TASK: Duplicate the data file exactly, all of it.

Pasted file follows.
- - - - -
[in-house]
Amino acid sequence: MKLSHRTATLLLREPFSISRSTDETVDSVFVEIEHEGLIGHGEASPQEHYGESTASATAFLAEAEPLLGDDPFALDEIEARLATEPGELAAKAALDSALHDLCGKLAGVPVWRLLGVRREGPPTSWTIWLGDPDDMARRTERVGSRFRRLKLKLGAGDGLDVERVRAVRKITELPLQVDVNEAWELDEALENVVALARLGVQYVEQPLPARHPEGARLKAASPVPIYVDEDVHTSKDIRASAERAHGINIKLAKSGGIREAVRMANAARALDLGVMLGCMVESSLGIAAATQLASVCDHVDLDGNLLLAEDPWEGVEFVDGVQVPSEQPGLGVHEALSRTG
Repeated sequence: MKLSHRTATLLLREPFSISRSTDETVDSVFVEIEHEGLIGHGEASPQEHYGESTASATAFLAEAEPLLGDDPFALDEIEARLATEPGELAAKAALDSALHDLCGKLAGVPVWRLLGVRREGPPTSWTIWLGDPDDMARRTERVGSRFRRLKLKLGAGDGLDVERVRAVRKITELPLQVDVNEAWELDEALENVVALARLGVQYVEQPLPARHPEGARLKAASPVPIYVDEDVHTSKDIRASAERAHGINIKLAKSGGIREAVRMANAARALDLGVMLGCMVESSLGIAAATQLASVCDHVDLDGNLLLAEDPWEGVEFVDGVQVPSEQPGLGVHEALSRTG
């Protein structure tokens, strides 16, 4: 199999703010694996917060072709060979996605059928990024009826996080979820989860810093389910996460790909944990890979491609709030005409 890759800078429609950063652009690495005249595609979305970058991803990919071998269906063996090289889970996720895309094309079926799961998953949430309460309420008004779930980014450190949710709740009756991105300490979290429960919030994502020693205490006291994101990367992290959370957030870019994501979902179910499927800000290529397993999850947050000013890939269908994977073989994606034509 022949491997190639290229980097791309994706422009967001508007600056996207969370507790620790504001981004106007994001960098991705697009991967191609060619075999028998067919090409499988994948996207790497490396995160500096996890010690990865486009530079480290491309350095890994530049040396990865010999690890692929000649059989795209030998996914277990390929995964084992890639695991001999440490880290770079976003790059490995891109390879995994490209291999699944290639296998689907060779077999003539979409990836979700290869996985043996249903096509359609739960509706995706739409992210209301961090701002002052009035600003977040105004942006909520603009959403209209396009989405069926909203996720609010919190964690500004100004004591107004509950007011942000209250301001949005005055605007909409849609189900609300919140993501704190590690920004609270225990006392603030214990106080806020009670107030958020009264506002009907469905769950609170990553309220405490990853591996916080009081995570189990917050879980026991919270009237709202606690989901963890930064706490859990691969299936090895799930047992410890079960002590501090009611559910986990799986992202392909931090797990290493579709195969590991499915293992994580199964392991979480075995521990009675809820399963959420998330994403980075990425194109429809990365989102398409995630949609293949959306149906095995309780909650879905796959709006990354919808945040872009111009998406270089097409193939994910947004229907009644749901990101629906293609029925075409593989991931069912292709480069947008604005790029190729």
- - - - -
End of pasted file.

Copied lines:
[in-house]
Amino acid sequence: MKLSHRTATLLLREPFSISRSTDETVDSVFVEIEHEGLIGHGEASPQEHYGESTASATAFLAEAEPLLGDDPFALDEIEARLATEPGELAAKAALDSALHDLCGKLAGVPVWRLLGVRREGPPTSWTIWLGDPDDMARRTERVGSRFRRLKLKLGAGDGLDVERVRAVRKITELPLQVDVNEAWELDEALENVVALARLGVQYVEQPLPARHPEGARLKAASPVPIYVDEDVHTSKDIRASAERAHGINIKLAKSGGIREAVRMANAARALDLGVMLGCMVESSLGIAAATQLASVCDHVDLDGNLLLAEDPWEGVEFVDGVQVPSEQPGLGVHEALSRTG
Repeated sequence: MKLSHRTATLLLREPFSISRSTDETVDSVFVEIEHEGLIGHGEASPQEHYGESTASATAFLAEAEPLLGDDPFALDEIEARLATEPGELAAKAALDSALHDLCGKLAGVPVWRLLGVRREGPPTSWTIWLGDPDDMARRTERVGSRFRRLKLKLGAGDGLDVERVRAVRKITELPLQVDVNEAWELDEALENVVALARLGVQYVEQPLPARHPEGARLKAASPVPIYVDEDVHTSKDIRASAERAHGINIKLAKSGGIREAVRMANAARALDLGVMLGCMVESSLGIAAATQLASVCDHVDLDGNLLLAEDPWEGVEFVDGVQVPSEQPGLGVHEALSRTG
């Protein structure tokens, strides 16, 4: 199999703010694996917060072709060979996605059928990024009826996080979820989860810093389910996460790909944990890979491609709030005409 890759800078429609950063652009690495005249595609979305970058991803990919071998269906063996090289889970996720895309094309079926799961998953949430309460309420008004779930980014450190949710709740009756991105300490979290429960919030994502020693205490006291994101990367992290959370957030870019994501979902179910499927800000290529397993999850947050000013890939269908994977073989994606034509 022949491997190639290229980097791309994706422009967001508007600056996207969370507790620790504001981004106007994001960098991705697009991967191609060619075999028998067919090409499988994948996207790497490396995160500096996890010690990865486009530079480290491309350095890994530049040396990865010999690890692929000649059989795209030998996914277990390929995964084992890639695991001999440490880290770079976003790059490995891109390879995994490209291999699944290639296998689907060779077999003539979409990836979700290869996985043996249903096509359609739960509706995706739409992210209301961090701002002052009035600003977040105004942006909520603009959403209209396009989405069926909203996720609010919190964690500004100004004591107004509950007011942000209250301001949005005055605007909409849609189900609300919140993501704190590690920004609270225990006392603030214990106080806020009670107030958020009264506002009907469905769950609170990553309220405490990853591996916080009081995570189990917050879980026991919270009237709202606690989901963890930064706490859990691969299936090895799930047992410890079960002590501090009611559910986990799986992202392909931090797990290493579709195969590991499915293992994580199964392991979480075995521990009675809820399963959420998330994403980075990425194109429809990365989102398409995630949609293949959306149906095995309780909650879905796959709006990354919808945040872009111009998406270089097409193939994910947004229907009644749901990101629906293609029925075409593989991931069912292709480069947008604005790029190729």